Everybody who reads this post will have something in common.
When I say “everyone” I mean the theoretical “everyone”, not the actual “everyone”, which, when it comes to reading this blog, probably amounts to 2 or maybe 3 friends of mine that have been badgered into reading my well meaning waffle.
But “everyone” reading it will have access to the internet, probably via their very own PC, laptop or tablet device, or maybe even their mobile phone. They will be sitting in comfort whilst they read; physical comfort, if not mental comfort (this could be a bumpy ride). They will likely be sitting in the “developed West”; Europe or North America.
Their needs will be met. They will have food, and easily available water, and shelter. They may not have the best laptop / PC / tablet; the one they really really want, but their core needs will be met.
And they will, on the whole, have worked hard to earn this, and to have earned what luxuries they have, whether that be a home, a car, electrical equipment, two days rest per week etc
Good luck to them! Good luck to me! I like to treat myself when I’ve worked hard. Or even when I haven’t worked hard, but the pay cheque gets deposited regardless! I’m not an idle or lazy person. I deserve my treats.
We are alike in this. We like to spend our money on the little luxuries, and even the bills we dislike paying, are
still paying for the things we do like; the nice house, the new car, the televisual entertainment, the gym membership. We may like to spend on different things; some on fancy clothes or jewellery, some on holidays, some on gadgets, some on games. The variation is almost endless.
But whatever we spend it on, we deserve it. We’ve worked for it. Also, we want what money we have to go that little bit further. We want things to be cheaper so that we can have more and better of them. And we’ll shop where we can get it the cheapest. If we can get more clothes for our money at Primark, or other discount retailer we will. We want the nice wooden furniture made from exotic wood, but we don’t want to pay the earth (sic) for it.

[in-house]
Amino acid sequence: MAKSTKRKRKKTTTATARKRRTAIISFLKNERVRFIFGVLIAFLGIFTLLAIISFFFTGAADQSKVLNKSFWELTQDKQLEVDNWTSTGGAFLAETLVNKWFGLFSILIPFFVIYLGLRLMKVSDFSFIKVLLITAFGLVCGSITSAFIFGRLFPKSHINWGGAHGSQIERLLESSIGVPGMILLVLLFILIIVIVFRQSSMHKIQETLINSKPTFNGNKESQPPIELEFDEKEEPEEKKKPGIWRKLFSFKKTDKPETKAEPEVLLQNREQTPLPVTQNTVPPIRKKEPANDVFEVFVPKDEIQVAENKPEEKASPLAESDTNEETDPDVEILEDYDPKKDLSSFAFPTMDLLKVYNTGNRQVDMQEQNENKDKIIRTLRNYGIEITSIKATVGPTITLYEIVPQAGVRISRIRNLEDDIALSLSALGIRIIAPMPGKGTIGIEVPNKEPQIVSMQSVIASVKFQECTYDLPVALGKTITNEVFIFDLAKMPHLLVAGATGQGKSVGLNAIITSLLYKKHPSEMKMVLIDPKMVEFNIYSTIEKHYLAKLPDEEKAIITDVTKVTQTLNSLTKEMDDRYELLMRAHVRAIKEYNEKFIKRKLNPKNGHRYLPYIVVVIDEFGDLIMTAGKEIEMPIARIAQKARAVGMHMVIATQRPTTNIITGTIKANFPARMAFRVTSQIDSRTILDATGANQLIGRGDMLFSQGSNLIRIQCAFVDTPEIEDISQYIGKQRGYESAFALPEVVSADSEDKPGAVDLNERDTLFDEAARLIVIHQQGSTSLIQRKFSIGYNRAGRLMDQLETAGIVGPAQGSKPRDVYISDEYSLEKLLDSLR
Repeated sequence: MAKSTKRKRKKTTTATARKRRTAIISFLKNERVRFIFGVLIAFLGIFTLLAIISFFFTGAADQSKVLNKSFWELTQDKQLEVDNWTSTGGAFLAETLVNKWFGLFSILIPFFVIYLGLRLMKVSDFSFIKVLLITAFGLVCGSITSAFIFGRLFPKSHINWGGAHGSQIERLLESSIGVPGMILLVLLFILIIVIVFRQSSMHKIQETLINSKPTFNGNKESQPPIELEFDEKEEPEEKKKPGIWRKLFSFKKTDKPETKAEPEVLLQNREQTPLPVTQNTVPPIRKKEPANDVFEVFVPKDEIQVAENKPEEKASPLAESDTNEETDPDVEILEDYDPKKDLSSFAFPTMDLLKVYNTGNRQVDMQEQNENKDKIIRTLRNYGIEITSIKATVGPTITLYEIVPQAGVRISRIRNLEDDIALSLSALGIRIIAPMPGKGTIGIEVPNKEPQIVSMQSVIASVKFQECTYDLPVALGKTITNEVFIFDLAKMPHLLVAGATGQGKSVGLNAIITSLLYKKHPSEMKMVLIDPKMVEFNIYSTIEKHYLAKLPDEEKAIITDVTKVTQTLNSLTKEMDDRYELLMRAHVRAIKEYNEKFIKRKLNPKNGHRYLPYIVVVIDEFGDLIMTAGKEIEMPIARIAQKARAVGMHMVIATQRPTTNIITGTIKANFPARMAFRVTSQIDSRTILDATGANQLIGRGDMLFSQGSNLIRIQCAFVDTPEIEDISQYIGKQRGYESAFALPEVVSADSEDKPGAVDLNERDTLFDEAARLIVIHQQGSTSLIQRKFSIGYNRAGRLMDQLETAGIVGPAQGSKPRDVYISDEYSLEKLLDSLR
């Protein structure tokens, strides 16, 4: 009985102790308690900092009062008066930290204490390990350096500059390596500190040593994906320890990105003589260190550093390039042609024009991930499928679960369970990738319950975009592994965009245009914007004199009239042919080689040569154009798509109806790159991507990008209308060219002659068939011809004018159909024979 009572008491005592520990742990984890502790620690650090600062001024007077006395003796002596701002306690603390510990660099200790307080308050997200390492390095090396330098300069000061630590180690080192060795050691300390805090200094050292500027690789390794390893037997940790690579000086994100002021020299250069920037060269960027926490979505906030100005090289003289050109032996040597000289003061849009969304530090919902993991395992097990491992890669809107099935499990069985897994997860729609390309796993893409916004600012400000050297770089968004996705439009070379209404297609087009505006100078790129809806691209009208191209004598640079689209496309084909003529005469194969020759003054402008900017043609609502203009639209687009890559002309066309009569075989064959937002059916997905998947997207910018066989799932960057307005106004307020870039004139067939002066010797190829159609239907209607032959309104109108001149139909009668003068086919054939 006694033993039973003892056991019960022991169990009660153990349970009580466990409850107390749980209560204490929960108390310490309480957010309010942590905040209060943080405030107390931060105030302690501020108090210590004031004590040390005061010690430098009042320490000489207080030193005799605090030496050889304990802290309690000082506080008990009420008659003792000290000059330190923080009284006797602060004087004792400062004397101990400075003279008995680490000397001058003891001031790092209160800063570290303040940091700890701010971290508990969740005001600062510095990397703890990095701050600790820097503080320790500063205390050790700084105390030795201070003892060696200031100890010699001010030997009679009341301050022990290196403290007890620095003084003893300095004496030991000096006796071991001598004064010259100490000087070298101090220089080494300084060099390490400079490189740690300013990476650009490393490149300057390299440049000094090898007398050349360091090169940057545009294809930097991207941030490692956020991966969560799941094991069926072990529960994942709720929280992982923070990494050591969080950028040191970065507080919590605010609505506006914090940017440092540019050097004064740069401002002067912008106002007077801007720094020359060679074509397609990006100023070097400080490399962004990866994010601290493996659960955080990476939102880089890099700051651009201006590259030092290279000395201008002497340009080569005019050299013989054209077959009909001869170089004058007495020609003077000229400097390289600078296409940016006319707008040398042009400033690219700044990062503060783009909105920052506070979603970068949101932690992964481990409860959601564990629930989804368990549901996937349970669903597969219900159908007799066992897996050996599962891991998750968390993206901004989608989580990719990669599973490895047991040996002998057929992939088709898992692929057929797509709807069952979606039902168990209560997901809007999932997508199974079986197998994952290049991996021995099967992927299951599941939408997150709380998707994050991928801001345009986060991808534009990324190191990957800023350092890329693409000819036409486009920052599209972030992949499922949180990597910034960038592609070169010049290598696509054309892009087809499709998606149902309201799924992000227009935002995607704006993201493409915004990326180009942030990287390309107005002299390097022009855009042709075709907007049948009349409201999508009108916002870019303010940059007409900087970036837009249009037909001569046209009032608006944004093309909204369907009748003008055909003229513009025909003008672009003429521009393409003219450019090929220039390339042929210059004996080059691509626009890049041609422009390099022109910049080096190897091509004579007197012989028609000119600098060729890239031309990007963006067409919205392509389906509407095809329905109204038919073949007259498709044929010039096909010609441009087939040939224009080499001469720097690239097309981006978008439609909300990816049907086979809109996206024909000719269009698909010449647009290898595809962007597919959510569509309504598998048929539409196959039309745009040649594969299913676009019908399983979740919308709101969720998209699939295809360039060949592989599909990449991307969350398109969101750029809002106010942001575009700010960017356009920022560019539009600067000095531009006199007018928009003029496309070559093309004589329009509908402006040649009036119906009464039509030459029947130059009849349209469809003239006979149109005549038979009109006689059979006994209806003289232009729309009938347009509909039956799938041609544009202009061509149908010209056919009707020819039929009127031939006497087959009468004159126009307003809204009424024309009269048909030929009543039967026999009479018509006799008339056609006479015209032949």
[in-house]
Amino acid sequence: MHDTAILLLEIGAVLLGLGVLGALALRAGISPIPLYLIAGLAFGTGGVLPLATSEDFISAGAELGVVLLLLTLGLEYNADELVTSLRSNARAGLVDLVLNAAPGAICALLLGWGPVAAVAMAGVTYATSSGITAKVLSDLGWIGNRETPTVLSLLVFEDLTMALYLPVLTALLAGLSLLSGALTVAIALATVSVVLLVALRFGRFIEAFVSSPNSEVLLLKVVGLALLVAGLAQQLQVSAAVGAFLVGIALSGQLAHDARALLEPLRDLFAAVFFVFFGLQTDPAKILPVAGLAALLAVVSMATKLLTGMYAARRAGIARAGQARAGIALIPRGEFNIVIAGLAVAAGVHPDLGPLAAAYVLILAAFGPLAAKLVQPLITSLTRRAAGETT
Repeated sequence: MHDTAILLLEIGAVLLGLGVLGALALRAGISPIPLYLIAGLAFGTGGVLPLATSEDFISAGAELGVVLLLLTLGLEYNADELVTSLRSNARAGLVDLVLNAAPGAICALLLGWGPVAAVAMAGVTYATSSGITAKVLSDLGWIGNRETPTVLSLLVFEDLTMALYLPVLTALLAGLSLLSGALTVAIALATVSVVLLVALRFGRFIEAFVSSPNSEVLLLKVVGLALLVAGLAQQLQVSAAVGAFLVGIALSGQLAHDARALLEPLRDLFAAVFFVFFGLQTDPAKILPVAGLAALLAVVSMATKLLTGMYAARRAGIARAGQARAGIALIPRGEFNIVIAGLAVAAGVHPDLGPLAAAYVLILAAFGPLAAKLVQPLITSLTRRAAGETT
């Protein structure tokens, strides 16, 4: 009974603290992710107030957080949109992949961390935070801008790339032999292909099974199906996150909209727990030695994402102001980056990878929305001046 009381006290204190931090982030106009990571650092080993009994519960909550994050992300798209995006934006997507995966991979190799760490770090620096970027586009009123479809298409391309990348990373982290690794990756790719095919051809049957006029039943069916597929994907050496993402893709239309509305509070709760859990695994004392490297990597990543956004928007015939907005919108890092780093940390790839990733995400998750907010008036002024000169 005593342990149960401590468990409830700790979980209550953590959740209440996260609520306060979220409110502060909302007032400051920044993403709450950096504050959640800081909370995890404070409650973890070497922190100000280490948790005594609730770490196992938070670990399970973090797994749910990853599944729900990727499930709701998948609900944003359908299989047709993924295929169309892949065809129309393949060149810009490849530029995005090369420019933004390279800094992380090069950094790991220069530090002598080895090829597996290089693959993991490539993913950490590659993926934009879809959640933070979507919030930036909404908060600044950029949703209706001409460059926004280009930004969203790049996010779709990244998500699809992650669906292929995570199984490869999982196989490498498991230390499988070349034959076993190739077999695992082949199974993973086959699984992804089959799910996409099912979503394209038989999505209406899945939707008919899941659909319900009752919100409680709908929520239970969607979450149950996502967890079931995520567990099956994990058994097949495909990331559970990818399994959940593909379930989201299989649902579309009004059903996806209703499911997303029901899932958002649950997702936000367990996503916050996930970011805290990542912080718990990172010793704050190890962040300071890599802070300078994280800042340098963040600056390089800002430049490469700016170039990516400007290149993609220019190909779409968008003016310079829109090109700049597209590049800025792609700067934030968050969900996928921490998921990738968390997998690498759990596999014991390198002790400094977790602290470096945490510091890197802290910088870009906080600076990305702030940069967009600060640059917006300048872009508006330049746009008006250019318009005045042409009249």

Who wouldn’t!? Why pay more, when you can pay less. It makes sense.
It’s hard to remember when we’re wrapped up in the luxuries of Western Civilisation, that these luxuries are not universal. That there are people with nothing, not even the basics of food and water. People who could comfortably live off what we waste.
We are conditioned to this as a species; there are winners and there are losers. Survival of the fittest: it’s what’s driven evolution for millions of years.
Western Civilisation won. Over the last 500 years, Europe rose from being a nothing hinterland, to ruling the world. Australia and North America, in particular the USA, spawned from us, and too have joined the winners club.
If you read most history books in the developed world, you’ll see that Europe and her progeny were always destined to be the winners. We were the smartest, the strongest, the most motivated. Of course we were always going to win, weren’t we?
Not so! With the possible exception of the Mediterranean cultures, Rome and Greece, most of Europe was an under-developed hinterland for most of human history. Mighty empires were raised under the Chinese, also in India and under Islam, that progressed science and technology beyond anything we could imagine in Europe at the time.
While we were scrapping on a beach in Hastings, the Chinese were sailing goods up and down their 1,000 mile
Grand Canal, that had been built 500 years before, and standing guard on their 1,200 year old wall that stretched for thousands of miles. They already had gunpowder and steel manufacturing way in advance of Europe!
In the earliest contacts between Europe and Asia, we had nothing to offer them. They were entirely self sufficient, with complicated trade routes we could not hope to match or even understand. We had nothing of value to offer them! They were the winners. We were the losers.
This all changed when we discovered the Americas! We found other civilisations that couldn’t look down upon us like the superior civilisations of the East. We found people who were centuries behind us in terms of technology. Now here were people we could exploit. And we did.
We took everything they had, by force. We worked many of them to death in their own gold mines. The rest died from the diseases we brought with us. And when we killed them off, we found more victims in Africa that we could drag over to the Americas to continue the work the locals had so callously abandoned via the trick of dying on the job.